It’s especially hard to change your mind when the new framework is so damned weird. Light is particles? Time is different for people travelling at different speeds? Energy and mass are the same thing? Ridiculous.

Old guard

It’s especially especially hard to change your mind when you’ve built a career on the old framework.

Imagine you’re a physicist in 1905.

You’ve spent a lifetime mastering Maxwell’s equations for the propagation of light waves, and then some young punk – I mean patent clerk – comes along and suggests we should start thinking about the propagation of light particles instead?

You’re an expert at applying calculus to relate mass, energy and time, and this young punk – I mean patent clerk – suggests that mass, energy and time aren’t what we thought they were, and that we’re going to have to think again about how they relate to each other?

If this young punk – I mean patent clerk – is right, it means that all your expertise, all your mastery, is suddenly worthless. If he’s right, it means that you’re going to have to unlearn everything you thought you knew and start learning again from scratch.

For someone of your stature, that’s unthinkable.

Better to keep quiet about this youngster. Better to hope that you’ve retired with a generous pension by the time his weird framework catches on.

Back to the future

In 2020, a software entrepreneur named Stephen Wolfram announced a project to find the fundamental theory of physics.

Imagine you’re a scientifically literate person in 2020. These are things you’ll know:

  • the structure of the universe is space-time;
  • space and time are fundamentally the same thing;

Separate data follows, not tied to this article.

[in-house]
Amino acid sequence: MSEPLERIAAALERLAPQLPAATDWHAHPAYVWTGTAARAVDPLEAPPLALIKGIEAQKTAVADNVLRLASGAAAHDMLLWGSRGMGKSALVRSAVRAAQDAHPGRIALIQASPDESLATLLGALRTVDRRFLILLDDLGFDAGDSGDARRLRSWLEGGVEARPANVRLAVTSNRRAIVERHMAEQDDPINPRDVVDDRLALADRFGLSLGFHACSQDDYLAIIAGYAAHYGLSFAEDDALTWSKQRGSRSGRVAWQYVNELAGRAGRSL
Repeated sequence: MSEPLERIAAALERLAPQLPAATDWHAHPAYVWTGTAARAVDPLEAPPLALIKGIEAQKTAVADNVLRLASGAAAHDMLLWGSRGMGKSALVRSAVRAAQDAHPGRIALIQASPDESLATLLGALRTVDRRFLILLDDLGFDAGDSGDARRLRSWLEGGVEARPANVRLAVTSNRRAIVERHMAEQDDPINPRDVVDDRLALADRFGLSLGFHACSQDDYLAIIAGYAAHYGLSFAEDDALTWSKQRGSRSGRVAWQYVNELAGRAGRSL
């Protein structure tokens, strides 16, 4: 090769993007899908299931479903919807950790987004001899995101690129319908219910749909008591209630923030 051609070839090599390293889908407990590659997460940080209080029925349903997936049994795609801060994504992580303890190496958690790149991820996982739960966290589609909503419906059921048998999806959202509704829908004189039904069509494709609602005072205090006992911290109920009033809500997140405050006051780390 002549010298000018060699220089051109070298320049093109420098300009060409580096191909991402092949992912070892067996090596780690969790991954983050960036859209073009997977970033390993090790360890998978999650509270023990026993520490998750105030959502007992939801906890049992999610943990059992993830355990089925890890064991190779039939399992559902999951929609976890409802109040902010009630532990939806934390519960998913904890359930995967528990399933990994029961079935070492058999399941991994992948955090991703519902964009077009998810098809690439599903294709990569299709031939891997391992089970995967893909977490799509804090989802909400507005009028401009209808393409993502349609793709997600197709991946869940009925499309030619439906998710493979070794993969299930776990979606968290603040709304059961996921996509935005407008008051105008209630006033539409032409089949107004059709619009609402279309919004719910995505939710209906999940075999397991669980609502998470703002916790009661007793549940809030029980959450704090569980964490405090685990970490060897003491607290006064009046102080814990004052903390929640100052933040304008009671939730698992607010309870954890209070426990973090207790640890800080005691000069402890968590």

• physics is complex, mathematical equations.

These are things Wolfram’s 2020 announcement claimed:

  • the structure of the universe is a hypergraph;
  • space and time are fundamentally different things;
  • physics is simple, computational rules.

Wolfram isn’t tweaking a few concepts in physics, he’s reconceiving physics entirely. His concepts are totally incompatible with the concepts that seem so obvious to you as a scientifically literate person in 2020.

Wolfram’s physics isn’t physics as we know it.

Same as it ever was

Why have you never heard of Wolfram Physics?

For the same reason that no one in 1905 had heard of Einstein’s physics.

It’s too weird.

It’s too revolutionary.

There are maybe half a million physicists in the world.

If you’re one of them, you’ve spent a lifetime mastering those complex, mathematical equations.

You might be tempted to conclude that Wolfram’s simple, computational rules can’t possibly be right.

They’re too computational.

They’re too simple.

Better to keep quiet about this new framework.

As someone who’s not a physicist, and who’s never mastered those complex, mathematical equations, however, I can’t help but wonder:

What if Wolfram’s weird, revolutionary physics, like Einstein’s weird, revolutionary physics, were right?